2013 was perhaps the last that most of us thought we could see of the Mac Pro. Fast forwarding about five years later, Apple has taken the initiative to bring in the iMac Pro, the Mac Pro and the Pro Display, much to our excitement. But for now, the company is only hinting at the systems, making the wait all the more worthwhile and frustrating at the same time.
Power users who were originally restricted to a sealed dustbin container chassis can now venture out and upgrade the internals, thanks to Apple’s thoughtful new design that is, in Apple’s words, “modular” and “upgradeable” that will also be taken full advantage of by a brand new, high-end Pro Display for the ultimate producing workstation. The first step in that direction was the announcement of the iMac Pro back in June this year and will be made available this week. The iMac Pro has delivered on its promise of being a power-house of a desktop PC but the Mac Pro will be the most anticipated of the lot.
According to MacWorld, Apple has taken years of engineering to create a design to match the needs of the power-users who want to keep their systems up to date and fresh all the time. The iMac Pro, with its 128GB of RAM and 18 cores is still good enough to currently be the reigning King of the hill, but it is still constrained to just those specifications years down the line. The two designs of the Mac Pro have so far been black and white in difference to each other and the contrast will most likely continue to the next iteration that promises to be more user-oriented.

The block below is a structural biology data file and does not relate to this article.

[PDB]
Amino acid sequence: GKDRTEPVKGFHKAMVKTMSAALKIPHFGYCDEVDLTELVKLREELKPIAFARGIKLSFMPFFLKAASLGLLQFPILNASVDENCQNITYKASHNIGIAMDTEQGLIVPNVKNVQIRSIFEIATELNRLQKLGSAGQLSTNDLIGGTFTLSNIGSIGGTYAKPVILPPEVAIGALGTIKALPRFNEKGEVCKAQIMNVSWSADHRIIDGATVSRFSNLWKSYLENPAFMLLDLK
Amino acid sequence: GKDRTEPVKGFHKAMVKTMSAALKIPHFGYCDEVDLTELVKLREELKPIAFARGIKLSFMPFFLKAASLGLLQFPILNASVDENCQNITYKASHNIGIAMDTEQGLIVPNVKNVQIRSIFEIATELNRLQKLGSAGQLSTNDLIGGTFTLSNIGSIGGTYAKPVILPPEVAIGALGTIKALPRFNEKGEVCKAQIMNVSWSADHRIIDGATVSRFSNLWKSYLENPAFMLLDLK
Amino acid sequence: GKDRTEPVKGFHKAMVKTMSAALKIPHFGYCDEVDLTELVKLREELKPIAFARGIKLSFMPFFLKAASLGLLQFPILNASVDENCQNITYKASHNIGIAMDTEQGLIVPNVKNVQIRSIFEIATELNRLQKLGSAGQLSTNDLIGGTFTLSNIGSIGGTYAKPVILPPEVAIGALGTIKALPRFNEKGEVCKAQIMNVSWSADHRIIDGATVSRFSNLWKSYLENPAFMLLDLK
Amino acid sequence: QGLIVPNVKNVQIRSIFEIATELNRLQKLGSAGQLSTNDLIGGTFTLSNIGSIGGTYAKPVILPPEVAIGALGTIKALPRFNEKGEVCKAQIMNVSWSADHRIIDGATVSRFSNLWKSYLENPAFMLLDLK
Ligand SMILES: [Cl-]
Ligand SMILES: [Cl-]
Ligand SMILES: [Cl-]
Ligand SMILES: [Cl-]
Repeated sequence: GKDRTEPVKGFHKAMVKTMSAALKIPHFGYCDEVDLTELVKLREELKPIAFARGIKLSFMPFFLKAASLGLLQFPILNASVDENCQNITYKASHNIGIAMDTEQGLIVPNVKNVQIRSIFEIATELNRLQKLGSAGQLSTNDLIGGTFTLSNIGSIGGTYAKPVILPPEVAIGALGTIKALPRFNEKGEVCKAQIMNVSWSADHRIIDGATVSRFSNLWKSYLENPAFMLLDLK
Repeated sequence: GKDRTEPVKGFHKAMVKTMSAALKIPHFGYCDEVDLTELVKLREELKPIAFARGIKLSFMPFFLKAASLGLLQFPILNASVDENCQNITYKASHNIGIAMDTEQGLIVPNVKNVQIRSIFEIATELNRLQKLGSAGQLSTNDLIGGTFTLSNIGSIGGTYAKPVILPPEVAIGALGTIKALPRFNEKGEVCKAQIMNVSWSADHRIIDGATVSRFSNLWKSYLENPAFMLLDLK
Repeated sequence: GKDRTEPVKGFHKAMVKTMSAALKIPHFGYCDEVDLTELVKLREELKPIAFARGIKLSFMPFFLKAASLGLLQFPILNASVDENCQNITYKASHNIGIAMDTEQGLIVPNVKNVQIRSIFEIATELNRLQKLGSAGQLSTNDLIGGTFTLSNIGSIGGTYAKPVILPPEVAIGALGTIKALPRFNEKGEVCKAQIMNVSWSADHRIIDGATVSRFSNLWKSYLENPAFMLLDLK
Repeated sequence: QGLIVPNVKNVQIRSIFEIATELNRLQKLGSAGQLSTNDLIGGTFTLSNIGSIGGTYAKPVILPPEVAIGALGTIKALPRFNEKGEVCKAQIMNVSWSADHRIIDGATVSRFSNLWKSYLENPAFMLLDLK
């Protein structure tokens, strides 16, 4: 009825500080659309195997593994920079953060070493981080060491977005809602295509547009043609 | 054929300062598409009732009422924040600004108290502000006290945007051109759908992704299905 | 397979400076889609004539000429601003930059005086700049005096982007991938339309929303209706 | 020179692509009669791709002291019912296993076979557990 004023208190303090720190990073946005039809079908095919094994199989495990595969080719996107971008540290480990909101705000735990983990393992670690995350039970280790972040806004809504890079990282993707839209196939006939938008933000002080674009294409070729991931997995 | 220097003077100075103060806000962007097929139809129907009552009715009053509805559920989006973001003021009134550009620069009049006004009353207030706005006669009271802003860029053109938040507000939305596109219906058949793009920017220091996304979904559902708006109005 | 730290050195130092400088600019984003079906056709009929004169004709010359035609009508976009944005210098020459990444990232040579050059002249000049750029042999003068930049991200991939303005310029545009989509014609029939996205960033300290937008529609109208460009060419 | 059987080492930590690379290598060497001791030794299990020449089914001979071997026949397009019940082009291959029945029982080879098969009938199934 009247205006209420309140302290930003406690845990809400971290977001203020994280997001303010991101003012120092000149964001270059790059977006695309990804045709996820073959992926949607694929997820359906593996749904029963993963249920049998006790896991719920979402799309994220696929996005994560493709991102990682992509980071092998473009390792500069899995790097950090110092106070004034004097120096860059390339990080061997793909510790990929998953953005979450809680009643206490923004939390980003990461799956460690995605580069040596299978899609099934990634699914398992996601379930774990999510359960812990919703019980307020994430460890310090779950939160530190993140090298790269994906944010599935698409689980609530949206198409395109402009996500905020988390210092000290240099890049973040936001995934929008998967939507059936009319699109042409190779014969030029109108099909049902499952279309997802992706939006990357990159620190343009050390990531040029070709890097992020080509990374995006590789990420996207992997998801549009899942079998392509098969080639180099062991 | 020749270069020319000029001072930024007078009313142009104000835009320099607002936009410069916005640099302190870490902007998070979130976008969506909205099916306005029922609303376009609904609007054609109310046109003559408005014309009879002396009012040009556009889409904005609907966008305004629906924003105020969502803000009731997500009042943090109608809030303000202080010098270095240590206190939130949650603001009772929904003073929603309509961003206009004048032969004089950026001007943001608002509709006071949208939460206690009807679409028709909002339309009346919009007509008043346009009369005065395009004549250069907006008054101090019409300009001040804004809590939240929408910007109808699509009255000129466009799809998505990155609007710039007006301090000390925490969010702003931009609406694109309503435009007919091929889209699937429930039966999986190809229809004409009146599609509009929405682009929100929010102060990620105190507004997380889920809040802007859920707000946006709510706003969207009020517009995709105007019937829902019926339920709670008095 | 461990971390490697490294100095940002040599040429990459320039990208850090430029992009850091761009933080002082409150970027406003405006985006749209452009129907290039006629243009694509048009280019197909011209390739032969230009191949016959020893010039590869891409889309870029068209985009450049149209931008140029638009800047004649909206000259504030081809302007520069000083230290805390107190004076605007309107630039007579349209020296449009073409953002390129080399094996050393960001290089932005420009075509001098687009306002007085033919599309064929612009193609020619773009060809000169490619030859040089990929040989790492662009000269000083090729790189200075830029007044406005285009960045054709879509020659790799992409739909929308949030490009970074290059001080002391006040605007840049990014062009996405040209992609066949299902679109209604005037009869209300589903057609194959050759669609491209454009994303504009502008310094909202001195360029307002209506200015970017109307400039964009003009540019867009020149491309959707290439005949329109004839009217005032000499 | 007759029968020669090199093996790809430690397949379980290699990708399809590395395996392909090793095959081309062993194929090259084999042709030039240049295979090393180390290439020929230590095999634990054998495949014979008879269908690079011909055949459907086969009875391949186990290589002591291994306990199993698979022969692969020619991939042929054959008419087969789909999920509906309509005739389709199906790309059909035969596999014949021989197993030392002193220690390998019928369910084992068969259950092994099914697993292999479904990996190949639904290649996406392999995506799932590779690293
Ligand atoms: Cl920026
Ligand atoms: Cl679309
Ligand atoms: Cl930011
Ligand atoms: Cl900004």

Impressively, Apple already started by fulfilling their promise of upgradeability with the iMac Pro, offering upgradable CPU and RAM components open to users. This means that we can expect the Mac Pro to offer similar component switching capabilities, making it easier to change, compared to its past iterations. That would mean a complete overhaul of the system’s design, so as to not deviate from the company’s philosophy. Many other companies have tried modular designs for their own brands, and while there is virtually no boundary to what a PC can do, the possibilities for a Mac could be near-endless.